A Central Coast based Professor, Rhonda Wilson, is keen to hear from practicing nurses from the region, aged 45-55, who are willing to join a focus group discussion on the topic of the effects of menopause on nurses in the workplace.
“It’s a life phase that half of us will experience, if we live long enough, but most people don’t know much about it,” Wilson said.
“When it’s mentioned in the workplace, it’s often in a joking, dismissive kind of way.
“But the transition through menopause, which can take up to 10 years, can significantly impact the well being of female employees.
“Hot flushes, night sweats and unpredictable periods are the most familiar symptoms of the first phase, which is called perimenopause.
“Less well known are the common psychosocial effects of the hormonal upheaval, such as sleep disruption, fatigue, irritability, headaches, problems with memory and concentration, low mood, anxiety and reduced self confidence.
“Stigma, embarrassment and the current lack of awareness make menopausal symptoms more difficult to handle in the workplace.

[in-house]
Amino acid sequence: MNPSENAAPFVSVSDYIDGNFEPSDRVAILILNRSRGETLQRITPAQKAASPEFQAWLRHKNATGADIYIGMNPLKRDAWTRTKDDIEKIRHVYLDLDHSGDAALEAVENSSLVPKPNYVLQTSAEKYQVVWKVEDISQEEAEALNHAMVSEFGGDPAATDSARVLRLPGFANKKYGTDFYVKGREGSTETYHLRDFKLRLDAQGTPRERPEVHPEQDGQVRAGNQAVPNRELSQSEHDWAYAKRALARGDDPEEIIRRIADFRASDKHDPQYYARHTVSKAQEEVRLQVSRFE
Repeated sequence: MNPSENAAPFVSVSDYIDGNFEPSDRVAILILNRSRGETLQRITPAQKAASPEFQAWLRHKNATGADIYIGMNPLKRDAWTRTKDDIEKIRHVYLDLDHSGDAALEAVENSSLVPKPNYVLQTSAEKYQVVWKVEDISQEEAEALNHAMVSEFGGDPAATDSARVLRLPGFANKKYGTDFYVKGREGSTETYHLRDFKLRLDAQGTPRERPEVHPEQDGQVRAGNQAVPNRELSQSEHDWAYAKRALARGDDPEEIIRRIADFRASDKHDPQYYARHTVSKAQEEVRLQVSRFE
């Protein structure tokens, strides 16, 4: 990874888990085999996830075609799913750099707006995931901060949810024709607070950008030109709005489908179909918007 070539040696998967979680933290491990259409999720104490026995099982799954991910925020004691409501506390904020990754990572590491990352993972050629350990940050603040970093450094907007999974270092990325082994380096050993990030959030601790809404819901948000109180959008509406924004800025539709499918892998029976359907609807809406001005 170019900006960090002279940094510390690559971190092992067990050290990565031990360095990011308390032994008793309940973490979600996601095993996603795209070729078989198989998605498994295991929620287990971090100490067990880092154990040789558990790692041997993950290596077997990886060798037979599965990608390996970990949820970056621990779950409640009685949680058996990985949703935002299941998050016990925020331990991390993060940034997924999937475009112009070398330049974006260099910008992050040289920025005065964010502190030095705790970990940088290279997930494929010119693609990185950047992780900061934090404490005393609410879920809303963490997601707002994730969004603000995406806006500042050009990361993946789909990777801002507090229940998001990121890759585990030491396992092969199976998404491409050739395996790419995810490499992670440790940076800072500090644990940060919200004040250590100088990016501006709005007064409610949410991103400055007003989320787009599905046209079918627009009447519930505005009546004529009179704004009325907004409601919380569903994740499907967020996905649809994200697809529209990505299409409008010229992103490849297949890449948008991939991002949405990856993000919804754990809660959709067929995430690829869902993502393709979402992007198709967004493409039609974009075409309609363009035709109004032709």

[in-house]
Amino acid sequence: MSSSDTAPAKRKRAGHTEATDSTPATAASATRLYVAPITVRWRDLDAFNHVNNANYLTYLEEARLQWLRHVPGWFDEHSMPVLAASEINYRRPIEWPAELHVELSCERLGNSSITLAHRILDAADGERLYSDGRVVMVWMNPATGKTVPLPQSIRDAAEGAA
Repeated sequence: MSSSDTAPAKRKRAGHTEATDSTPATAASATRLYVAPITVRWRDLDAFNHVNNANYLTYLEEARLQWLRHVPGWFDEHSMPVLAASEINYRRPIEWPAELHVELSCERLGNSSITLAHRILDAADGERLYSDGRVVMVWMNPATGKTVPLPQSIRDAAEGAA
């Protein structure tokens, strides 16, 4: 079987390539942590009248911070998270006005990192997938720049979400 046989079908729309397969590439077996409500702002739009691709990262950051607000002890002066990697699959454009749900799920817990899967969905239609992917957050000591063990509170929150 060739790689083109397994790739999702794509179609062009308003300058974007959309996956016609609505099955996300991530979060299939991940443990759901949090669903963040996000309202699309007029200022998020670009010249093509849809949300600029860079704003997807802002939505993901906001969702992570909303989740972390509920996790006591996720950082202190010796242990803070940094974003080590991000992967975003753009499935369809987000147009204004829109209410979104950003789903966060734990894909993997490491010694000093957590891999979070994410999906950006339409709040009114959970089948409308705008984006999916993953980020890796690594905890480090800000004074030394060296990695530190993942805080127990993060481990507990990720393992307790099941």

“Three in five women aged 45-55 say menopause has negatively impacted them at work.
“This is a worrying statistic, especially for workforces dominated by women, like nursing, because these highly experienced, skilled employees may decide to manage their distress by reducing their hours or retiring early.”
Researchers at the University of Newcastle are collaborating with colleagues in five other countries (UK, USA, NZ, Denmark, Finland) to investigate registered nurses’ experiences of menopause and find out what e-health strategies might support them and improve their quality of life.
Professor Rhonda Wilson is keen to hear from practicing nurses to join the discussion with a venue and time to be chosen to suit participants and contributions anonymous.
Wilson is a Wiradjuri woman, experienced nurse and an internationally recognised mental health nursing scientist.
Her work in e-health is paving the way for new digital therapeutic interventions that promote and support patient centred care and increased wellbeing.
The research has been approved by the University of Newcastle Human Research Ethics Committee.
Media release, Jul 12